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(National) Education Politics


Ivanka Trump with an op-ed in The New York Post: “Why we need to start teaching tech in Kindergarten.” (Spoiler alert: because five-year-olds need coding skills so they can get jobs. Lazy, lazy, little children.)

The Huffington Post filed Twitter’s response to Ivanka Trump’s announcement under “comedy.” Or maybe her announcement itself was comedy?

Related, via Salon: “Silicon Valley’s $300M donation to STEM education is not what it seems.”

Via Politico: “DeVos’ security detail could cost up to $6.54M over the next year.”

Via The Washington Post: “DeVos rejects invitation to meet with former for-profit college students.”

“The White House on Monday announced that it would nominate Mitchell “Mick” Zais as deputy secretary of education,” Inside Higher Ed reports. “Trump Taps Common-Core Foe Mick Zais for No. 2 Post at Ed. Dept.” is how Education Week describes the news.

Via Buzzfeed: “The Justice Department Is Investigating Harvard’s Admissions Practices.”

Via The Chronicle of Higher Education: “Inside the Free-Speech Case That Caught Jeff Sessions’ Eye.” It’s a case from Georgia Gwinnett College.

Via The Seattle Times: “Glitch fixed, federal online student-aid application form is back online.”

Andy Smarick worries that conservatives are divided over education reform.

(State and Local) Education Politics


Via Politico: “About 40 percent of Puerto Rico’s 1,113 public schools are accounted for, meaning the condition of most schools is unknown. Almost all of Puerto Rico’s schools remain without electricity or running water. Just 22 schools with running water and basic supplies will start holding informal classes today in an attempt to kickstart recovery.”

Via The Washington Post: “D.C. says charter school board violated city law in vote on expanding charters.”

Education in the Courts


Via Politico: “The Kansas Supreme Court rejected the state’s school funding system in a ruling issued Monday that found it runs afoul of the state’s constitution by failing to adequately and equitably fund its school districts.”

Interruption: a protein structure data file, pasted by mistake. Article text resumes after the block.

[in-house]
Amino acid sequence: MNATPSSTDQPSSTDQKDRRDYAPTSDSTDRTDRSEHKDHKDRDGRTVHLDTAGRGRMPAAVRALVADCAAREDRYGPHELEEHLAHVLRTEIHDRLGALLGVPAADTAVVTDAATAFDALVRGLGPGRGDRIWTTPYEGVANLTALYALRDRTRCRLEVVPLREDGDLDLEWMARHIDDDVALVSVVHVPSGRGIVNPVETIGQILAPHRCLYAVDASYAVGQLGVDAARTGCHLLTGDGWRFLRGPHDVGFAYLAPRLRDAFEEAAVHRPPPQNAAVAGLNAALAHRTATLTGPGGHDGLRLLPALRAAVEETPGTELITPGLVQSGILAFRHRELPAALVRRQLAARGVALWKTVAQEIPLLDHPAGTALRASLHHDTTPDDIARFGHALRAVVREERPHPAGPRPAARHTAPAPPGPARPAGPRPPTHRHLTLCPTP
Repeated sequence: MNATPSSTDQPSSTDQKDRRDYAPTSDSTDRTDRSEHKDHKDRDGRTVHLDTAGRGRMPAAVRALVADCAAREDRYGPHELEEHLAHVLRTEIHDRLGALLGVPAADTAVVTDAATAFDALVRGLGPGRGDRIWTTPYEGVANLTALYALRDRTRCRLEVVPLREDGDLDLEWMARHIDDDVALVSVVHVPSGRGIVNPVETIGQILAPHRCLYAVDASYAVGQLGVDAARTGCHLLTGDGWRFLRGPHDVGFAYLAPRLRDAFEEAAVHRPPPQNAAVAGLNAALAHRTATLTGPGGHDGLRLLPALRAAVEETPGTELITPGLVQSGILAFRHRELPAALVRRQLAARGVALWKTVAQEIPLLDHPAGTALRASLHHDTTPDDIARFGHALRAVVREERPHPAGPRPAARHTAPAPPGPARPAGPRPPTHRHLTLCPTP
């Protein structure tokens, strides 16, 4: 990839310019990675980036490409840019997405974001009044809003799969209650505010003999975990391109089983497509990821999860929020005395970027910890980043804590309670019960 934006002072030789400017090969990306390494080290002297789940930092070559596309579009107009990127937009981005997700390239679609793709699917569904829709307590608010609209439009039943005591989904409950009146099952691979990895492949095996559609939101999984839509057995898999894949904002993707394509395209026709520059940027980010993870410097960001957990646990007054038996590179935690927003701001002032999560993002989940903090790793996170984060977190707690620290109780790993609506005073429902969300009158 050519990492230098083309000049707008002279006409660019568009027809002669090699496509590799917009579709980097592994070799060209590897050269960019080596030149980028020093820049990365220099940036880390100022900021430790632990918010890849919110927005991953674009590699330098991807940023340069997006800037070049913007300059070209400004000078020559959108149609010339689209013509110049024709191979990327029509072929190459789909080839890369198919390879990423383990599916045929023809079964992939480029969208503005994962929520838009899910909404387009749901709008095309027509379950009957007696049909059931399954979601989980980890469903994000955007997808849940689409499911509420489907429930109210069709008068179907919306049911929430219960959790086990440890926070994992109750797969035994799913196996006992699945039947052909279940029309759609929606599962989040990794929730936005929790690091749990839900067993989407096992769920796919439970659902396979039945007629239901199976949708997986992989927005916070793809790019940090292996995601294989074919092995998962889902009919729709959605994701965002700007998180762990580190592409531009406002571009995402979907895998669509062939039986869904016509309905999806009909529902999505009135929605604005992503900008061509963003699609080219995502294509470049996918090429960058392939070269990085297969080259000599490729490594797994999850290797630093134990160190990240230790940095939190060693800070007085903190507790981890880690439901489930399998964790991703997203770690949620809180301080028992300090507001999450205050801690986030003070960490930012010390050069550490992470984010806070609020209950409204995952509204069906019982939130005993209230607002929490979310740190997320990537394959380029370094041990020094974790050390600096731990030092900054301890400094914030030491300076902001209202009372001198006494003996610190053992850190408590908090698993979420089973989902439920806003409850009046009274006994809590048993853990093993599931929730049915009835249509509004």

Via The Intercept: “Conservative Provocateur James O’Keefe’s Group Hit With Restraining Order, Blocking Latest Sting.” The case involves the Michigan affiliate of the American Federation of Teachers (AFT).

More on lawsuits in the student loan section below.

“Free College”


“How to Pay for Free Community College,” according to Inside Higher Ed.

NPR on New York’s “free college” program: “‘Biggest-Ever Free College’ Program Reaches 6 Percent Of New York Students.”

The Business of Student Loans


Via Inside Higher Ed: “Post-Recession Borrowers Struggle to Repay Loans.”

Via the AP: “A new federal lawsuit by Pennsylvania’s attorney general says the nation’s largest student loan company engaged in abusive practices that have cost borrowers billions of dollars.” The largest student loan company is Navient.

More Navient news in “the business of ed-tech” section below. And there’s more on for-profits and student loans in the research section below.

The “New” For-Profit Higher Ed


Via ProPublica: “For-Profit Schools Get State Dollars For Dropouts Who Rarely Drop In.” This story looks at EdisonLearning, formerly Edison Schools.

There’s more on for-profits and student loans in the research section below. And there’s more on for-profits and the Trump administration in the national politics section above.

Online Education and the Once and Future “MOOC”


Via Politico: Western Governors University, “the nation’s leading provider of competency-based education – which the Education Department’s independent watchdog last month said violated federal student aid rules – is expanding into North Carolina.”

Academy Coinbitcoin for online education or something.

In the future, you might want to look for most MOOC-related news in the “business of job training” section below.

Meanwhile on Campus…


“Alt-Right: How the Breitbart Machine Laundered Racist Hateby Joe Bernstein in Buzzfeed. Do keep this in mind, universities, when you insist that Milo deserves a platform to speak on your campus.

“Death at a Penn State Fraternityby The Atlantic’s Caitlin Flanagan.

White supremacist Richard Spencer will speak at the University of Florida, which says it will spend $500,000 on security for the event.

Via Jezebel: “FBI Arrests White Man Who Threatened to Murder Howard University Students.”

“According to my observations, the standard Seattle Nazi is a white male under 30 who either works in the tech industry or is going to school to work in the tech industry” – from David Lewis’ story in The Stranger about white nationalists in Seattle. Good thing Seattle isn’t the center of computer science or computer science education!

Via NPR: “How Schools Are Dealing With Students’ Right To Protest.” More on student athletes protests in the sports section below.

Via The Baltimore Sun: “Pumpkin spice scent prompts Baltimore school evacuation.”

The Atlantic on the decision of the Las Vegas School District to keep schools open on Monday: “Returning to Class the Morning After a Massacre.”

Grace University will close at the end of the school year.

Via The LA Times: “At UCLA, a dorm floor dedicated to first-generation students.”